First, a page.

The Steelers don't need to win this game to qualify for the playoffs, but considering a first-round bye and a divisional round game at Heinz Field are on the line, the Steelers will want their team-selected MVP to suit up. Coach Mike Tomlin has said they will make a game-time decision on whether to play him or let him rest another week. In his absence, Mundy has played well, particularly in Week 16, when the Steelers held Carolina to the lowest offensive output they've surrendered all year.
It's a great match-up for either of them. McCoy's arm strength will not scare the Steelers into a two-deep safety look, allowing the strong safety to attack the line of scrimmage. How well the Browns will be able to run the ball is a matter of conjecture, but with nothing to play for but pride, the Browns are likely to pull gadget plays from deep in the playbook, and could try to exploit over-aggressiveness from the Steelers' safeties.
While James Harrison was the only Steelers linebacker to make the Pro Bowl squad, the argument can be made Farrior has been the most productive in that space. He's notched 127 tackles for the league's best run defense, and his six sacks lead all AFC inside linebackers (tied with San Diego's Kevin Burnett). Farrior has anchored the run defense over the second half of the season, and the Browns are going to need their featured back to rush for more than the 35 yards Hillis had against Baltimore in Week 16.
Hillis was cracked by Ravens FS Ed Reed early in the game, and wasn't the same after it. He missed practice this week because of the rib injury he sustained on that play, but Browns coach Eric Mangini said he expects Hillis to play. It's rare when a player misses Friday's practice and plays Sunday, and if he isn't able to get on the field, Bell will be the starter. That's a setback for the Browns. Hillis paced an up-and-down Browns offense in 2010, and couldn't have missed a Pro Bowl selection by much. The Browns have to establish him on the ground and through the air if they want to keep the Steelers overpowering defense from taking over the game.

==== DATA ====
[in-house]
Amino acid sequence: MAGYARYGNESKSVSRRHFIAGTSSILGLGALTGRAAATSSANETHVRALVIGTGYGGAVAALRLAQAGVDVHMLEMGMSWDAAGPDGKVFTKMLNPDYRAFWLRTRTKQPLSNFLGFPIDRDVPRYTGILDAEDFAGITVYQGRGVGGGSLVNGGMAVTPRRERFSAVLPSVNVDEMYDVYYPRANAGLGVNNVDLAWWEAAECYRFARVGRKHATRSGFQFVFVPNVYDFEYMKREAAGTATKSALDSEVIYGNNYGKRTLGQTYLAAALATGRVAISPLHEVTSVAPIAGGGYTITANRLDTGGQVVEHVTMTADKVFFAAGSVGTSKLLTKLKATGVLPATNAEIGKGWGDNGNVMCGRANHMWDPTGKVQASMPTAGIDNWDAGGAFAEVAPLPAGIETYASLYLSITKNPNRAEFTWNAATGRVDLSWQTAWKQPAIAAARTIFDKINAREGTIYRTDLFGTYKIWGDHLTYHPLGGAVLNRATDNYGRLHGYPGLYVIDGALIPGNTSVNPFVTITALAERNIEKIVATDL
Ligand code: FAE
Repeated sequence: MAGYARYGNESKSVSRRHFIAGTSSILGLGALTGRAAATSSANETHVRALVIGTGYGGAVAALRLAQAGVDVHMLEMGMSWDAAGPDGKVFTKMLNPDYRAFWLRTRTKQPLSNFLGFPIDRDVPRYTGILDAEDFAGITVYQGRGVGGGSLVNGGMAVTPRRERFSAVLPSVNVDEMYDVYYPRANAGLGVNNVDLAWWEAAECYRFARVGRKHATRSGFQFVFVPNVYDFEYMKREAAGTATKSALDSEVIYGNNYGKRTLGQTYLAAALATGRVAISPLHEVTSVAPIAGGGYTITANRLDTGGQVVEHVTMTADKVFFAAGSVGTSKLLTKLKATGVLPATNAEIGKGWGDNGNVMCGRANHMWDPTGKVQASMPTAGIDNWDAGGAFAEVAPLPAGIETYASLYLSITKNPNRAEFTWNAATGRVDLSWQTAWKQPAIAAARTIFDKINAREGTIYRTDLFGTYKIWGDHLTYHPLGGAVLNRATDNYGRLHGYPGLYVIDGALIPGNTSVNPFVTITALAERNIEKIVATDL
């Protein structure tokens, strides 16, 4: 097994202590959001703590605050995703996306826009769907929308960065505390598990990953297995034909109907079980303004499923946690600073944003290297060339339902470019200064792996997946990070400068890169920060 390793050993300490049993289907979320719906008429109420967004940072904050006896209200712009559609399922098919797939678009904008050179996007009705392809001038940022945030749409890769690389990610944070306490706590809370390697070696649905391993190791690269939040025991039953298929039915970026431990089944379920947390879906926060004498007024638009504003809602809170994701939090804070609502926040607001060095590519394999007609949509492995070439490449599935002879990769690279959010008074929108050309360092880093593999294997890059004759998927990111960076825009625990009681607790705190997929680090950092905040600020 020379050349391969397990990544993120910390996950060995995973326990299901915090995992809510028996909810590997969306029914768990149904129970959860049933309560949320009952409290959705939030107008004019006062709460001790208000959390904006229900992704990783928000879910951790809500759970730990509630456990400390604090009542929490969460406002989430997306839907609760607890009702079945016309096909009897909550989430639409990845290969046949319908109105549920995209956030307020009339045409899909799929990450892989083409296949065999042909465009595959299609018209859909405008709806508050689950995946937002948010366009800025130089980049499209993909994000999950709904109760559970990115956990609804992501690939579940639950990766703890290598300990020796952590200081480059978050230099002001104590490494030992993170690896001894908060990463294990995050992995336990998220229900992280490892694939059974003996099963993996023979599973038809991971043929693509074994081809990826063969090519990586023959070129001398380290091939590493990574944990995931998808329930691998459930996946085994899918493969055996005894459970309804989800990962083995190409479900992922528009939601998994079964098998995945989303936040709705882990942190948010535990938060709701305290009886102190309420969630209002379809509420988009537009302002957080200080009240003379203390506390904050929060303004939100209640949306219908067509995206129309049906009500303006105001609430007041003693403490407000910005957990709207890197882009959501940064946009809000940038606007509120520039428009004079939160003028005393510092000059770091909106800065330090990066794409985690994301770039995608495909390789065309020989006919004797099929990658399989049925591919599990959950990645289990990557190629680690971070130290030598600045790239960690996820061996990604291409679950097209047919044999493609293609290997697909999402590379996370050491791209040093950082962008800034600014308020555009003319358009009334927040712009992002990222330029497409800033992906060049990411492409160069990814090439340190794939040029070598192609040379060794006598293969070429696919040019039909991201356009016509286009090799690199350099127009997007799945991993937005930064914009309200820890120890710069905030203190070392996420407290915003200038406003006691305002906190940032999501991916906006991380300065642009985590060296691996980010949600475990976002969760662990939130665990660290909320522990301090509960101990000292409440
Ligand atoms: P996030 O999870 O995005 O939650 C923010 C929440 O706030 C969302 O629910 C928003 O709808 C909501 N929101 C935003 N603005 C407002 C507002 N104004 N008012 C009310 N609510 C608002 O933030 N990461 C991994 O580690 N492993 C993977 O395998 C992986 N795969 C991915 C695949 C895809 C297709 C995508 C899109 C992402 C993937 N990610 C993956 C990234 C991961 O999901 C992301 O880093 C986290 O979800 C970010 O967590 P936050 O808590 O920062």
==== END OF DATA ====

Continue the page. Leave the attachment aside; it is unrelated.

OLB LaMarr Woodley vs. RT John St. Clair
Woodley has hit a slide of late. He notched two sacks against Cincinnati, but that is the only game of the last five in which he's taken down the quarterback. He had a favorable match-up against Wayne Hunter, but provided little pressure as the Steelers only got one sack.
He'll face St. Clair, who's been hurt and tormented by pass rushers as of late. Bengals' defensive ends Robert Geathers and Carlos Dunlap gave him all kinds of problems in Cincinnati's 19-17 win over the Browns in Week 15. Perhaps a lack of faith in their pass protection is a reason why the Browns throw the ball 29 times per game – the second lowest average in the NFL. If the Browns want to compete in this game, they're going to have to put it in the air more often than that.
Haden finally locked down the starting left cornerback position in Week 12 after showing steady improvement all season. He has five interceptions in his last seven games, and his first career pick was off Ben Roethlisberger in Week 5. Haden has gotten stronger as the Browns' season has spiraled downward, and would likely be the Defensive Rookie of the Year if not for Detroit DT Ndamukong Suh.
Opposite him is another player, Wallace, who's improved steadily as the year has progressed. While Cleveland doesn't give its opponents much of a reason to not run the ball 30+ times a game (allowing 131 rushing yards a game), Wallace has improved as a short-field receiver, and the Steelers will need to complete passes on those routes to get a blitz-happy Browns team out of running lanes along the line of scrimmage.